This might sound a strange tip and it might raise a few eyebrows from other patrons in the café you're in, but Lynn McBride says “you’ll come up with lots of phrases and words that you don’t know and will then want to look up.” If you get bored of talking to yourself you can always do a little bit of role play with your alter ego – the moody French waiter, your French boss at work or even the French man or woman of your dreams… but maybe not in public.

13. YouTube tutorials 

There are so many of them you can get lost. But just do one a day for the rest of your days and you'll improve your French to a point where you can start doing your own YouTube tutorials.

A previous version of this article was published in 2013. But seeming as though we are all still struggling with French we decided to publish an updated version.


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How to talk email, websites, social media and phone numbers in French

It's a very common experience to have to give out your phone number or email address in France, or take down the address of a website, and there is some specialist vocabulary that you will need.

How to talk email, websites, social media and phone numbers in French

The correct names for punctuation marks used to be fairly low down on any French-learner’s list, but these days they are vital whenever you need to explain an email address, website or social media account.

Likewise if you want to talk about websites, or social media posts, there are some things that you need to know. 


Obviously punctuation points have their own names in France, and making sure you get the periods, dashes and underscores correct is vital to giving out account details. 

Full stop/period . point. Pronounced pwan, this is most commonly heard for French websites or email addresses which end in .fr (pronounced pwan eff eyre).

If you have a site that ends in .com you say ‘com’ as a word just as you would in English – pwan com – and if the website is a government site such as the tax office it will end with (pwan goov pwan eff eyre).

At symbol @ Arobase – so for example the email address [email protected] would be jean pwan dupont arobas hotmail pwan eff eyre 

Ampersand/and symbol & esperluette

Dash – tiret

Underscore _ tiret bas 

Forward slash / barre oblique

Upper case/capital lettersMajuscule (or lettre majuscule)

Lower caseminiscule

The following punctuation points are less common in email or web addresses, but worth knowing anyway;

Comma , virgule. In France a decimal point is indicated with a comma so two and a half would be 2,5 (deux virgule cinq)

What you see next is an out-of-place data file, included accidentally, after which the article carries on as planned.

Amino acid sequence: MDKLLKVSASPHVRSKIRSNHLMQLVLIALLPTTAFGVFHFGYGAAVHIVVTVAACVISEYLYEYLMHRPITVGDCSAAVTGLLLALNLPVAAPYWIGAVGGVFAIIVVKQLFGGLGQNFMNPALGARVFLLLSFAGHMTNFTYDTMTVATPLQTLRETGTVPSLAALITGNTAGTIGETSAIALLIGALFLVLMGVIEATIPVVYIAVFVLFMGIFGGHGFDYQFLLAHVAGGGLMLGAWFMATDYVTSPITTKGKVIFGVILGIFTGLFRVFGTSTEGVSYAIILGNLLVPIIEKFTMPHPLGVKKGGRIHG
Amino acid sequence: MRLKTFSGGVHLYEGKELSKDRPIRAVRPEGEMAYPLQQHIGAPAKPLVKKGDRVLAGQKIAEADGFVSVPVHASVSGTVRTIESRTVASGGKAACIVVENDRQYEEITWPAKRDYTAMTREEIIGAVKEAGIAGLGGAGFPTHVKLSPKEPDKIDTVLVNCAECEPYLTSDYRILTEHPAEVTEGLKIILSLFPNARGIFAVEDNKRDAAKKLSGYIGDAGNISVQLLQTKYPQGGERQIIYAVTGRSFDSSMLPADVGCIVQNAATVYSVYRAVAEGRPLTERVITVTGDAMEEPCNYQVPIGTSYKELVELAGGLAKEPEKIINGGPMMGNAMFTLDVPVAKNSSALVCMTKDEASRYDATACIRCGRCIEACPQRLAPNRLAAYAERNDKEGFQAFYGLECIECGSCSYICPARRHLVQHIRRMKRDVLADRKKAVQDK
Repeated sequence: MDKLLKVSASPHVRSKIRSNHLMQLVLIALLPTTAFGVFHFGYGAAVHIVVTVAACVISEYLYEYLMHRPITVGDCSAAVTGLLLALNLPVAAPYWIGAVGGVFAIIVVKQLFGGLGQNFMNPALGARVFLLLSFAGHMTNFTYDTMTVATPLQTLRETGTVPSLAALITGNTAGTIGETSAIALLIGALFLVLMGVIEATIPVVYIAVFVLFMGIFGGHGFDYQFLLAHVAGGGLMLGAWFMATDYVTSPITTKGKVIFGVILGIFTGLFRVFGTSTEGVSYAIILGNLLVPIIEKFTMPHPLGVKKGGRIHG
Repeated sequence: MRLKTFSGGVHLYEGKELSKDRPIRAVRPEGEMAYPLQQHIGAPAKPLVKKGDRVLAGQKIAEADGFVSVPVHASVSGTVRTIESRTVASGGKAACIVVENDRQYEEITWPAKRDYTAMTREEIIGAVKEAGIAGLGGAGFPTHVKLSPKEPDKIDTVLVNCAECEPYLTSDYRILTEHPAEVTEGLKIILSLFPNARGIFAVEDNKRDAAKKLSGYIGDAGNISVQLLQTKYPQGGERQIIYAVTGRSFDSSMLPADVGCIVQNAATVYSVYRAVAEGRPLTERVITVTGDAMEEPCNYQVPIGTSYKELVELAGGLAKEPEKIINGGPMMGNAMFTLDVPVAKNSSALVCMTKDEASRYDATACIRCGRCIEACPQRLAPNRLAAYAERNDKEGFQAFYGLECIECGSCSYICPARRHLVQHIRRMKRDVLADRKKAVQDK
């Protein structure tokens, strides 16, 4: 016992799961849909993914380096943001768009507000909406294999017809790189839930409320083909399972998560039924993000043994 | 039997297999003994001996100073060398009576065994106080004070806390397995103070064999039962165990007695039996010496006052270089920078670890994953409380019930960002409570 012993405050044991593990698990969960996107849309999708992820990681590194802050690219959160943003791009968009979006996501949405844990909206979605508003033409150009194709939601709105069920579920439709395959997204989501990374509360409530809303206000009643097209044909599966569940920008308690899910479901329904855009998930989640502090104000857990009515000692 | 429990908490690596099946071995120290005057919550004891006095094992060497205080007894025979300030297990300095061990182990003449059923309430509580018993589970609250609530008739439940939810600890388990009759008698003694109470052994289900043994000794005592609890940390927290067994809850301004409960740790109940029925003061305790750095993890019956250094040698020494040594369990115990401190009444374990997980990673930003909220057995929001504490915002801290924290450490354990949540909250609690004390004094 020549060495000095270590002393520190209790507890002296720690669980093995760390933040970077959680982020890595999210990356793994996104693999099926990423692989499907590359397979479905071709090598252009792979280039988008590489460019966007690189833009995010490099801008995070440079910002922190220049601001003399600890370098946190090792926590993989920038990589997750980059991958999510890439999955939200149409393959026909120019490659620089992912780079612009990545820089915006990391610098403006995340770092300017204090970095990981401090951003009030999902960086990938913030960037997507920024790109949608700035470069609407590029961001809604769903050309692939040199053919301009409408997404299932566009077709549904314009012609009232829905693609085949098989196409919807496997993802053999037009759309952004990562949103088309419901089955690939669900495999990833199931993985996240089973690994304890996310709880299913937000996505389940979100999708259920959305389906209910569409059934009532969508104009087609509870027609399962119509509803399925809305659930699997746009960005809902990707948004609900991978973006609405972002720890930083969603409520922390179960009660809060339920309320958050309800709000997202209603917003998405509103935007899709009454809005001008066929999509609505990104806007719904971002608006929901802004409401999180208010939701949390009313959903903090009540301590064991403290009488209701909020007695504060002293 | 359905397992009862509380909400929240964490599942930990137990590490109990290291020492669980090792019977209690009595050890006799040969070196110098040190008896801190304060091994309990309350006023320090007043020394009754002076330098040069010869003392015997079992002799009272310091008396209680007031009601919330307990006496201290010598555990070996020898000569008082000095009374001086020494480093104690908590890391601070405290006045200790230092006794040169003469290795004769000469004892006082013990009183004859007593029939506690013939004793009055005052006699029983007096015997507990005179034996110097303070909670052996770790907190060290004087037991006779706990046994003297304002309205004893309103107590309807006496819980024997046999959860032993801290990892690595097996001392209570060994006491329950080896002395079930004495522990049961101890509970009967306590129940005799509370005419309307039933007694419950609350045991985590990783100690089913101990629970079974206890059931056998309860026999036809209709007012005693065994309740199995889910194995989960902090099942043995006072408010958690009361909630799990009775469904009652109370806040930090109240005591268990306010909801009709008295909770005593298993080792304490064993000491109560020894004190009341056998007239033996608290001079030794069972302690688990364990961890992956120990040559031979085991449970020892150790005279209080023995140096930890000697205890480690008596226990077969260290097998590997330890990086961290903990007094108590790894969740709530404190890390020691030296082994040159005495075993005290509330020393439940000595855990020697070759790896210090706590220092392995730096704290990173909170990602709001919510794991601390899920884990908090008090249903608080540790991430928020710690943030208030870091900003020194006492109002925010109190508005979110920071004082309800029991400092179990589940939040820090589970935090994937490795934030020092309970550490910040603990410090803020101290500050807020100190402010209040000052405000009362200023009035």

Exclamation mark ! point d’exclamation – when you are writing in French you always leave a space between the final letter of the word and the exclamation mark – comme ça !

Question mark ? point d’interrogation – likewise, leave a space between the final character and a question mark 

Brackets/parentheses ( ) parenthèse

Quotation marks « » guillemets 


If you need to give your phone number out, the key thing to know is that French people pair the numbers in a phone number when speaking.

So say your number is 06 12 34 56 78, in French you would say zero six, douze, trente-quatre, cinqante-six, soixante-dix- huit (zero six, twelve, thirty four, fifty six, seventy eight, rather than one, two, three, four etc)

Mobile numbers in France all begin with 06 and ‘zero six‘ is a slangy way of talking about your phone number.

Donne-moi ton zero six pour qu’on puisse se capter parfois. – Give me your number so that we can hang out sometime.

Social media

If you want to give out your Twitter or Instagram handle, the chances are you might need to know some punctuation terms as described above.

Otherwise the good news is that a lot of English-language social media terms are used in France too.

Twitter, Facebook and Instagram have the same names in France and have entered the language in other ways too, for example you might describe your dinner as très instagrammable – ie it’s photogenic and would look good on Instagram.

On Twitter you can suivre (follow), aime (like) or retweet (take a wild guess). You’ll often hear the English words for these terms too, though pronounced with a French accent.

There is a French translation for hashtag – it’s dièse mot, but in reality hashtag is also very widely used.

Tech is one of those areas where new concepts come along so quickly that the English terms often get embedded into everyday use before the Academie française can think up a French alternative.

There’s also the phenomenon of English terms being mildly ‘Frenchified’ such as having a slightly different pronunciation or being adapted to sound more French, such as the below UberEats advert, which uses the words ‘swiper, matcher, dater’ – not really correct French but clearly instantly understandable to the young demographic that the advert is aimed at. 

Photo: The Local